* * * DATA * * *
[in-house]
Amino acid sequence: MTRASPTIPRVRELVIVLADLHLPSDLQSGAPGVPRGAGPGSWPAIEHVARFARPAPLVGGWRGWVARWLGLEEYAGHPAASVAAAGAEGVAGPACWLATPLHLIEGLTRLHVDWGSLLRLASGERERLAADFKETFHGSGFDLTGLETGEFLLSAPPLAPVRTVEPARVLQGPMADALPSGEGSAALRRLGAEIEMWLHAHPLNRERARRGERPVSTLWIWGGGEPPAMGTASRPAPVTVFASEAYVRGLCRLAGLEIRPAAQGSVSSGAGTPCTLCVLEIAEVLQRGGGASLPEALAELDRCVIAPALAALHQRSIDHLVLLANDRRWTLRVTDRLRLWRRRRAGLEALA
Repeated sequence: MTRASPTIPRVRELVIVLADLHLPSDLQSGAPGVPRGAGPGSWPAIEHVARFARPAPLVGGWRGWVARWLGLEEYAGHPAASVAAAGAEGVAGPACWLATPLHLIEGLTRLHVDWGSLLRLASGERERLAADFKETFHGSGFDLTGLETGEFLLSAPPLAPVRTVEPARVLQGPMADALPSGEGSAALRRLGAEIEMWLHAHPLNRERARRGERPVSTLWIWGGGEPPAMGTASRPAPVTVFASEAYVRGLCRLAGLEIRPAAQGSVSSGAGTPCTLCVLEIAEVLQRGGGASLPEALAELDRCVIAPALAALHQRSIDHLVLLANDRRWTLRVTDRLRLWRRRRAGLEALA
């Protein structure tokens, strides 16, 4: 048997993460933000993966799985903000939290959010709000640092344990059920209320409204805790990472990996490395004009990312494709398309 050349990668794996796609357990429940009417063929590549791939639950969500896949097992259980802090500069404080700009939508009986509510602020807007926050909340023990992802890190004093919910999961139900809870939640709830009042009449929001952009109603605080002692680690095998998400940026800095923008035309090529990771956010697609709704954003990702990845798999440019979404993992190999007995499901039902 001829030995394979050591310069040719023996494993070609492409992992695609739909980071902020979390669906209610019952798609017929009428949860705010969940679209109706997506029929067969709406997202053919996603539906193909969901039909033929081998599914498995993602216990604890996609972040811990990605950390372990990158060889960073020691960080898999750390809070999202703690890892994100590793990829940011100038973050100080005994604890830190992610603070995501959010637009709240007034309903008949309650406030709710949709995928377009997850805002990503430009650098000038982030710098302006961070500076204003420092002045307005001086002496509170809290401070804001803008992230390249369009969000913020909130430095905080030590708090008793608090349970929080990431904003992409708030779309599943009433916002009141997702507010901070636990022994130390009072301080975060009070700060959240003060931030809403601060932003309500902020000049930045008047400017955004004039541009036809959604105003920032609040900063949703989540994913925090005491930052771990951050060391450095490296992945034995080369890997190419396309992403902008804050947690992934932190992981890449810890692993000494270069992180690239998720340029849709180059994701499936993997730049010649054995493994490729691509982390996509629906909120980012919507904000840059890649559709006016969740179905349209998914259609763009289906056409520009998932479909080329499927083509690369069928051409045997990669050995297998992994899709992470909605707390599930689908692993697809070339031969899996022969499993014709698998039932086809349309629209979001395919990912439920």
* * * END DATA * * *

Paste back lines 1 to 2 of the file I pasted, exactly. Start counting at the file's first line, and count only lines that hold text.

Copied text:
[in-house]
Amino acid sequence: MTRASPTIPRVRELVIVLADLHLPSDLQSGAPGVPRGAGPGSWPAIEHVARFARPAPLVGGWRGWVARWLGLEEYAGHPAASVAAAGAEGVAGPACWLATPLHLIEGLTRLHVDWGSLLRLASGERERLAADFKETFHGSGFDLTGLETGEFLLSAPPLAPVRTVEPARVLQGPMADALPSGEGSAALRRLGAEIEMWLHAHPLNRERARRGERPVSTLWIWGGGEPPAMGTASRPAPVTVFASEAYVRGLCRLAGLEIRPAAQGSVSSGAGTPCTLCVLEIAEVLQRGGGASLPEALAELDRCVIAPALAALHQRSIDHLVLLANDRRWTLRVTDRLRLWRRRRAGLEALA